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nekovet
nekovet, Veterinarian
Category: Dog
Satisfied Customers: 21745
Experience:  Hello, I am a small animal veterinarian and am happy to discuss any concerns & questions you have on any species.
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2 days ago my 7 month old Chihuahua pup got hit on the head

Customer Question

Hi, 2 days ago my 7 month old Chihuahua pup got hit on the head by a very hard antler chew, and I heard a CLUNK. I think it was more the centre of his head than the front. He ran behind the sofa in shock, but came straight to me and has been OK. However, since yesterday he's vomited 3 times, not a lot, and not straight after food but hours later, it's undigested food and yellow bile coming up. Other than that he's been totally normal, playing, sleeping, drinking, a little fussy with food but that's normal. No dizziness or lethergy, no problems walking, no bumps, his eyes are bright and alert. Should I be worried? It just seems a bit of a coincidence. Thank you.
Submitted: 28 days ago.
Category: Dog
Expert:  nekovet replied 28 days ago.

Hello & welcome, I am Dr. B, a licensed veterinarian and I would like to help you today.

Now given the delay in signs and no other head trauma associated signs at this time, I don't feel that Scamp's vomiting is directly related to the antler hitting his head. Instead, we'd be more worried of GI upset form chewing that or a possible bacterial or viral gastroenteritis, or non-related parasites/protozoa infections.

Now as he sounds otherwise well in himself, we can try some home supportive care to try to settle his stomach. To start, if he hasn’t just vomited (since otherwise we’d need to rest his stomach for a few hours first), then you can consider treating him an OTC pet safe antacid [ie Pepcid (More Info/Dose @http://www.petplace.com/article/drug-library/library/over-the-counter/famotidine-pepcid), Tagamet (More Info/Dose Here @ http://www.petplace.com/article/drug-library/library/over-the-counter/cimetidine-hcl-tagamet)]. Whichever you choose, we’d give this 20 minutes before offering food to allow absorption. Of course, do double check with your vet if he has a known health issues or is on any medications you haven't mentioned. Though if he cannot keep it down due to nausea, that is usually a red flag that we need to bypass his mouth with injectable anti-vomiting medication from his vet.

Afterwards, you can consider starting an easily digestible diet like cooked white rice with boiled chicken, boiled white fish, cottage cheese, scrambled eggs, or meat baby food (as long as its garlic/onion free). There are also OTC vet diets that can be used (ie Hill’s I/D or Royal Canin’s sensitivity) too. The aim of these diets is that they will be better tolerated/absorbed by the compromised gut. Therefore, it should get more nutrients in and result in less GI upset. As long as improvement is being seen, I usually advise continuing this until signs are settled, and then weaning slowly back to your normal diet.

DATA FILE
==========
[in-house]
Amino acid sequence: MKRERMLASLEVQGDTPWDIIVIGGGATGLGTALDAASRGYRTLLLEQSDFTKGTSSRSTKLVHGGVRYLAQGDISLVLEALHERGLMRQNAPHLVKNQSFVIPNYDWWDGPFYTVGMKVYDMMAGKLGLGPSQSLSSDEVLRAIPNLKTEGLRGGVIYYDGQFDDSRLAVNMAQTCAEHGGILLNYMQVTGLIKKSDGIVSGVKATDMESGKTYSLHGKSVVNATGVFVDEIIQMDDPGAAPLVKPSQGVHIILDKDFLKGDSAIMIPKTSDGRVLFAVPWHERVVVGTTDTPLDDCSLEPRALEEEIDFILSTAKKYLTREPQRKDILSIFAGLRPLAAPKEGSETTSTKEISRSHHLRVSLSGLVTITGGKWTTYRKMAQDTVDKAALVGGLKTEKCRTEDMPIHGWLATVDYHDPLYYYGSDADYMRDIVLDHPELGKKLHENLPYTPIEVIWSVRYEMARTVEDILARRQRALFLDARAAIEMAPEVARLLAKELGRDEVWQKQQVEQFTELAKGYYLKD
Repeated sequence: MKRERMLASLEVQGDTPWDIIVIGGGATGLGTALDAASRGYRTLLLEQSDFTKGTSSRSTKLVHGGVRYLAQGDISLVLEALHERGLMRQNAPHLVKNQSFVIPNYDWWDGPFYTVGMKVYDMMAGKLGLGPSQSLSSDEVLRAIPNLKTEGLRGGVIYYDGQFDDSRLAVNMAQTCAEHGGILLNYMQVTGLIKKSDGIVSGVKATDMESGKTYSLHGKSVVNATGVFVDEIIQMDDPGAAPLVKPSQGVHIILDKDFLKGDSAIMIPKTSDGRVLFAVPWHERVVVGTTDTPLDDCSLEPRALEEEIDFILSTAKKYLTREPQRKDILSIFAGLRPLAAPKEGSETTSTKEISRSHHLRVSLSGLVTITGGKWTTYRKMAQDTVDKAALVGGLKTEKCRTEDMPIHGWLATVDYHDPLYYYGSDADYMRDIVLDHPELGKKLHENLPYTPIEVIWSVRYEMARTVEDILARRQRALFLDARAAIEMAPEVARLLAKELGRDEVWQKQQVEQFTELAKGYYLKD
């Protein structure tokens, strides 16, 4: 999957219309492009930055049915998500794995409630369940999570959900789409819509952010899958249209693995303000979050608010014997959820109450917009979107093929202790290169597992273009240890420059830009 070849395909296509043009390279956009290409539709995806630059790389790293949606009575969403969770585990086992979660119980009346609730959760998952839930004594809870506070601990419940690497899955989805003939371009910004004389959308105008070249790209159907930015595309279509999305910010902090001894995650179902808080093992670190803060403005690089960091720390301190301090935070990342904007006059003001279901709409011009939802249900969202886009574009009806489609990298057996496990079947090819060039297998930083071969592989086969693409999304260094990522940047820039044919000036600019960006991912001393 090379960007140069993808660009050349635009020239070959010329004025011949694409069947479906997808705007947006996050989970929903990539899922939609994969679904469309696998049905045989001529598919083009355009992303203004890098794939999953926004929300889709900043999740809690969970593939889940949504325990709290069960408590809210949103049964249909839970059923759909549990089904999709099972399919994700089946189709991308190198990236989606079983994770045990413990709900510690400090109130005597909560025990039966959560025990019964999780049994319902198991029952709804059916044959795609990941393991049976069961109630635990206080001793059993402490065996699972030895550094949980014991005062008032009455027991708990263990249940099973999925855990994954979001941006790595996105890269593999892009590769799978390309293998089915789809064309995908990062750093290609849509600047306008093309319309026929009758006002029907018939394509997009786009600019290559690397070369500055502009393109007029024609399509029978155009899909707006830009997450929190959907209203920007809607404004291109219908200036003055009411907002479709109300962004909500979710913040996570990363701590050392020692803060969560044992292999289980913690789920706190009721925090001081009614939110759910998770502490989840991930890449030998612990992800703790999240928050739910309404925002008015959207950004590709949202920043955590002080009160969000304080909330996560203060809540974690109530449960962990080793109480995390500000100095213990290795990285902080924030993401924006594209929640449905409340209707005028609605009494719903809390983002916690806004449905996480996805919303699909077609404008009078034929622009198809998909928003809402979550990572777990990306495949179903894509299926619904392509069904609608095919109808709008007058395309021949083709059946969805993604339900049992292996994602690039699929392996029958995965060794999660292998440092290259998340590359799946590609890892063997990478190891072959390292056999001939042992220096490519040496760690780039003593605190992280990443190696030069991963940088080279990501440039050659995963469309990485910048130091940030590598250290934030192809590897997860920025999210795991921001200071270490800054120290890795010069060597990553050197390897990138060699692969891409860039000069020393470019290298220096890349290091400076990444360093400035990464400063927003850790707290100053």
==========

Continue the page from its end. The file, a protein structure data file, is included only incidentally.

Finally, as dehydration is a risk for Scamp, we need to keep an eye on his hydration. To check that he isn't dehydrated, there are a few things you can test. Further to checking for gum moisture, do make sure he doesn’t have sunken eyes and that he doesn’t have a "skin tent" when you lift the skin. To see how to check these parameters for dehydration, you can find a good video HERE (http://www.ehow.com/video_12232503_dog-dehydrated.html). If you are seeing any signs of dehydration already, then that would be our cue to have him seen before this becomes an additional issue (especially as it is often dehydration that makes them feel unwell).

Overall, his signs do raise some concerns but the antler hitting his head isn't likely to blame at this stage. In any case, we’d want to start supportive care to settle his stomach. If he cannot keep that or water down at any point, appears dehydrated already, seems weak, or doesn’t respond to the above within 12-24 hours; then we'd want to get his vet involved. They can assess his hydration, rule out fever, make sure there is nothing in his stomach that shouldn't be there or any sinister viruses present. Depending on their findings, his vet can treat him with injectable anti-vomiting medication +/- antibiotics to settle his stomach, and get him back feeling like himself.

Kind regards,

Dr. B.

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